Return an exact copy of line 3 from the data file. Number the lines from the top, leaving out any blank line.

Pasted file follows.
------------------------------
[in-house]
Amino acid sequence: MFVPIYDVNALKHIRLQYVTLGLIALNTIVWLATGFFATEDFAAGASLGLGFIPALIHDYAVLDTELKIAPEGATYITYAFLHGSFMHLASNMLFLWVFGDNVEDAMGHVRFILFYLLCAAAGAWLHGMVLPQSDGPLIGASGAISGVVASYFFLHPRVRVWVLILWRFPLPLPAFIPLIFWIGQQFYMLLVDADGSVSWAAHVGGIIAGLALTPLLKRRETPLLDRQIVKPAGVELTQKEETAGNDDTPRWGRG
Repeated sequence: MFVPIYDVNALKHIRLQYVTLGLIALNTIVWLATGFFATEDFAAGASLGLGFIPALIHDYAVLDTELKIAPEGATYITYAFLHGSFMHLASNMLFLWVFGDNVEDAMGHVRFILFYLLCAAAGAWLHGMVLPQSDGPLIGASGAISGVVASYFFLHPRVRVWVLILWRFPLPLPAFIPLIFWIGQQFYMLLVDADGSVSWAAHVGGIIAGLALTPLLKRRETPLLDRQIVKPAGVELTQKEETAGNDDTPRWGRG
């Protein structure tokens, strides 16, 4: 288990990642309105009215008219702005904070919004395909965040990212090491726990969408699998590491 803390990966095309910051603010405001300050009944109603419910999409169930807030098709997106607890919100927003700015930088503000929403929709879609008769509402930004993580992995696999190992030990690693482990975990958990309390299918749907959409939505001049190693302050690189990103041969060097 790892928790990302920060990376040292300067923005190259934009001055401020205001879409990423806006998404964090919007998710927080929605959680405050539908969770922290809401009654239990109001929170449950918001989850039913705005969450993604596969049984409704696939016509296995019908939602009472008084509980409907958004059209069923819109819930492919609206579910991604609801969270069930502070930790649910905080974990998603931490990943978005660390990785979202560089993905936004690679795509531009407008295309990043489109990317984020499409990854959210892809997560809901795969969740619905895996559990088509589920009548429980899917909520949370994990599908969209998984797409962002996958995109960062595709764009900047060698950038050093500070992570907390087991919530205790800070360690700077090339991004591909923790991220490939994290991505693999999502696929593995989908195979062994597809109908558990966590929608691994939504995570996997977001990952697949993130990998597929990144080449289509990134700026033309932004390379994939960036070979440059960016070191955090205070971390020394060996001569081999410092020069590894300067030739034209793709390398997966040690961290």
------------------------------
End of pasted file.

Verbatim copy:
Repeated sequence: MFVPIYDVNALKHIRLQYVTLGLIALNTIVWLATGFFATEDFAAGASLGLGFIPALIHDYAVLDTELKIAPEGATYITYAFLHGSFMHLASNMLFLWVFGDNVEDAMGHVRFILFYLLCAAAGAWLHGMVLPQSDGPLIGASGAISGVVASYFFLHPRVRVWVLILWRFPLPLPAFIPLIFWIGQQFYMLLVDADGSVSWAAHVGGIIAGLALTPLLKRRETPLLDRQIVKPAGVELTQKEETAGNDDTPRWGRG